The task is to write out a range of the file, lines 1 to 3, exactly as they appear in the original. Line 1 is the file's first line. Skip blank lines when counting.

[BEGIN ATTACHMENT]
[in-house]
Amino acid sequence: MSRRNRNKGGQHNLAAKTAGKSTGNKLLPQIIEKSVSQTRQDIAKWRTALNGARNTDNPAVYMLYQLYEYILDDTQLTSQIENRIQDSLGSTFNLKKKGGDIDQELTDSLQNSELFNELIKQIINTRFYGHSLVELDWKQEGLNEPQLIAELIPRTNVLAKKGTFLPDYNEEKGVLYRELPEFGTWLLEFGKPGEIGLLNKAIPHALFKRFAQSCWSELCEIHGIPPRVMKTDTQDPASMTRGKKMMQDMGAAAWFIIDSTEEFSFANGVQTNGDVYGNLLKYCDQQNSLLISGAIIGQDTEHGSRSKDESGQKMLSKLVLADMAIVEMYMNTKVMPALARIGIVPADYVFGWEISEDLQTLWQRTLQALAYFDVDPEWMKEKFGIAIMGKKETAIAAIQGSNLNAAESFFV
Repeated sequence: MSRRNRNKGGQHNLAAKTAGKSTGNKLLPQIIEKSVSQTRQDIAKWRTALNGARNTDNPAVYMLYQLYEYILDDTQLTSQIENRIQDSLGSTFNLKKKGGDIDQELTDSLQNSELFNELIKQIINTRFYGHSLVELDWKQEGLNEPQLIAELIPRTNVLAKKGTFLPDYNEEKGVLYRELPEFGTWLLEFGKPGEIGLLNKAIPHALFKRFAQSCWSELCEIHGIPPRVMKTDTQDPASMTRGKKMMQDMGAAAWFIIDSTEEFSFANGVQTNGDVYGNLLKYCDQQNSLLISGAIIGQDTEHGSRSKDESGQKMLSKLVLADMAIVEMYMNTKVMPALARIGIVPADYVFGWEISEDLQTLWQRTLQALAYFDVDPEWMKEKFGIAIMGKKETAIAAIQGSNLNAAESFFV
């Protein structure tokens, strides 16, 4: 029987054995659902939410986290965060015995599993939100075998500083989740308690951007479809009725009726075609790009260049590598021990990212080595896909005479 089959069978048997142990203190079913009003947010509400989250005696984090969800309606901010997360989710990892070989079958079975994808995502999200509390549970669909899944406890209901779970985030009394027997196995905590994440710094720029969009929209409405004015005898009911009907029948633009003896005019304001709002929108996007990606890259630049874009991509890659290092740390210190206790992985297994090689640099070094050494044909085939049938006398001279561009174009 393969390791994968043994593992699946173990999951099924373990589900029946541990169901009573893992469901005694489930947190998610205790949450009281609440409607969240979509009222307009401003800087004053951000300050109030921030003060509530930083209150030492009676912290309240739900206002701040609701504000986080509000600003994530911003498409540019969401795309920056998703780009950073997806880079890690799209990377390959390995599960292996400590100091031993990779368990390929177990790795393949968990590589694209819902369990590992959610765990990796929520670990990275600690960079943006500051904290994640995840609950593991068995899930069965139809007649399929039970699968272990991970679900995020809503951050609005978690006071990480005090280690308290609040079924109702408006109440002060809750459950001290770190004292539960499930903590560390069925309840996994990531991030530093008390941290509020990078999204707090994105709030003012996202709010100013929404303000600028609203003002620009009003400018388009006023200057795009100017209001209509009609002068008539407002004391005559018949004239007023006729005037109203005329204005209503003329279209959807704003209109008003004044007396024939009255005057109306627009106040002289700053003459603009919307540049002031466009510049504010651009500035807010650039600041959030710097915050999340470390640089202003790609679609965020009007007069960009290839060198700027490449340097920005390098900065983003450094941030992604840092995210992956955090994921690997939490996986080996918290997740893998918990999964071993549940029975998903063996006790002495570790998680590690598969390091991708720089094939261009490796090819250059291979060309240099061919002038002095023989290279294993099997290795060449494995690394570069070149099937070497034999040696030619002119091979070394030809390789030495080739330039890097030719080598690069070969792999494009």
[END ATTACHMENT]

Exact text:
[in-house]
Amino acid sequence: MSRRNRNKGGQHNLAAKTAGKSTGNKLLPQIIEKSVSQTRQDIAKWRTALNGARNTDNPAVYMLYQLYEYILDDTQLTSQIENRIQDSLGSTFNLKKKGGDIDQELTDSLQNSELFNELIKQIINTRFYGHSLVELDWKQEGLNEPQLIAELIPRTNVLAKKGTFLPDYNEEKGVLYRELPEFGTWLLEFGKPGEIGLLNKAIPHALFKRFAQSCWSELCEIHGIPPRVMKTDTQDPASMTRGKKMMQDMGAAAWFIIDSTEEFSFANGVQTNGDVYGNLLKYCDQQNSLLISGAIIGQDTEHGSRSKDESGQKMLSKLVLADMAIVEMYMNTKVMPALARIGIVPADYVFGWEISEDLQTLWQRTLQALAYFDVDPEWMKEKFGIAIMGKKETAIAAIQGSNLNAAESFFV
Repeated sequence: MSRRNRNKGGQHNLAAKTAGKSTGNKLLPQIIEKSVSQTRQDIAKWRTALNGARNTDNPAVYMLYQLYEYILDDTQLTSQIENRIQDSLGSTFNLKKKGGDIDQELTDSLQNSELFNELIKQIINTRFYGHSLVELDWKQEGLNEPQLIAELIPRTNVLAKKGTFLPDYNEEKGVLYRELPEFGTWLLEFGKPGEIGLLNKAIPHALFKRFAQSCWSELCEIHGIPPRVMKTDTQDPASMTRGKKMMQDMGAAAWFIIDSTEEFSFANGVQTNGDVYGNLLKYCDQQNSLLISGAIIGQDTEHGSRSKDESGQKMLSKLVLADMAIVEMYMNTKVMPALARIGIVPADYVFGWEISEDLQTLWQRTLQALAYFDVDPEWMKEKFGIAIMGKKETAIAAIQGSNLNAAESFFV